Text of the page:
Can you identify your distinctive strengths?

This is mash-up post! Part book review and part inspiration, both thanks to Whitney Johnson and her latest book, Disrupt Yourself:  Putting the Power of Disruptive Innovation to Work. Be prepared to answer “yes” to Whitney’s question, “Are you ready to jump?”


jump on strengthsOne of the most insightful and telling exercises I do in my workshops with women leaders is asking them to list their personal strengths. It’s amazing to see powerful women pause, either uncertain of what to list or fearful of appearing too brash and bold for knowing what they do well.

Whitney defines a distinctive strength as “something that you do well that others within your sphere don’t.”

For anyone, regardless of gender, who is uncertain as to what they could identify as a personal strength, Whitney provides a thorough list of questions, all guaranteed to trigger thoughtful self-reflection.

If, at this moment, you’d be stumped in identifying your distinctive strengths, use Whitney’s six questions to spur your thinking.

6 questions to ask yourself to identify what it is that you do well

  1. What skills have helped you survive?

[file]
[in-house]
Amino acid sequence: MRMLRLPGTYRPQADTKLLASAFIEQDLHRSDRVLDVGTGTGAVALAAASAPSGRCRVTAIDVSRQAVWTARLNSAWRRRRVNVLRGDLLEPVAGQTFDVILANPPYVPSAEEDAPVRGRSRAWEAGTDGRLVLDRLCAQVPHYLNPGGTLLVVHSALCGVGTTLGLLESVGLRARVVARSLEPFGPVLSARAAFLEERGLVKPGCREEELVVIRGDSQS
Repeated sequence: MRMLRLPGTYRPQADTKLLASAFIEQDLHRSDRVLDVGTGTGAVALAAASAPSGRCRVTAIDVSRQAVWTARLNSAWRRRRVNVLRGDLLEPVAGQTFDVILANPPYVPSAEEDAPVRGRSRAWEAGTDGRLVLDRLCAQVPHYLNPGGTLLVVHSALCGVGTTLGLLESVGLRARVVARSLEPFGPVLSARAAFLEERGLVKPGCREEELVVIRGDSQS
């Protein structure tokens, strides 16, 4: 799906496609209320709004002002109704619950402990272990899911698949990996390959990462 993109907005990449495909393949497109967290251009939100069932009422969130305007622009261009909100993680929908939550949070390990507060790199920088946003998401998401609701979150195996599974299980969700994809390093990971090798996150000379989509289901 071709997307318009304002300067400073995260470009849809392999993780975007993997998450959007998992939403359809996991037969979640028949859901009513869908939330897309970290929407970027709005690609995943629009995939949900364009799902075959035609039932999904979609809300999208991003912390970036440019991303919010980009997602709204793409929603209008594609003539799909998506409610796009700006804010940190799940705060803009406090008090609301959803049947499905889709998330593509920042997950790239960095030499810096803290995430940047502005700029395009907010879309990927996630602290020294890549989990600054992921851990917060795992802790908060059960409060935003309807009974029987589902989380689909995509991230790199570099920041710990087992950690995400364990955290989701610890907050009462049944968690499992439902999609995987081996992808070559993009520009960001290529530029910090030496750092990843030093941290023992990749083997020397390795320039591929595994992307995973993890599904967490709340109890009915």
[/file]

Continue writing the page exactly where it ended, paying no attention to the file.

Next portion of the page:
2. What makes you feel strong?
  3. What exasperates you about others?
  4. What made you different, even an oddball, as a child?
  5. What compliments do you shrug off?
  6. What are your hard-won skills?

Were you successful in determining some things you do well?

This personal development exercise is but one many available in Whitney’s book—and all apply to all genders. Her book outlines how to take the framework of disruptive innovation and apply it to our personal lives. As she notes, “We are living in an era of accelerated disruption; no one is immune. If you want to be successful in unexpected ways, follow your own disruptive path. Dare to innovate. Do something astonishing. Disrupt yourself.”

For years, I liked the comfort zone of my corporate job. It made me feel secure. I knew I had a “place” and I knew where that place was. But eventually that comfort zone made me feel stuck.

For those who feel stuck and are unsure of how to chart a going forward path, Whitney’s principle of disruptive innovation applied to our personal selves is a smart—and practical—method to assure forward movement. Relevance and freedom, too.

As Whitney asks, “Are you ready to jump?”

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3 ways for leaders to model going above and beyond

going above and beyondI was working in another state, traveling in an area unfamiliar to me. At the end of the day, I asked a member of the management team if there was a route I could take back to my hotel that might bypass the crazy rush hour traffic.

“Of course there is. I’ll show you,” she replied.

My expectation was that she would provide directions and perhaps show me a map. But that’s not what she meant when she said she would show me.

She wanted me to follow her vehicle as she led me back to the hotel!

5 tips for leaders looking to unleash creativity

Today’s guest contributor is Neill Wallace, an author, consultant and former sales and marketing executive. Neill, who resides in Portland, Oregon, is passionate about leadership.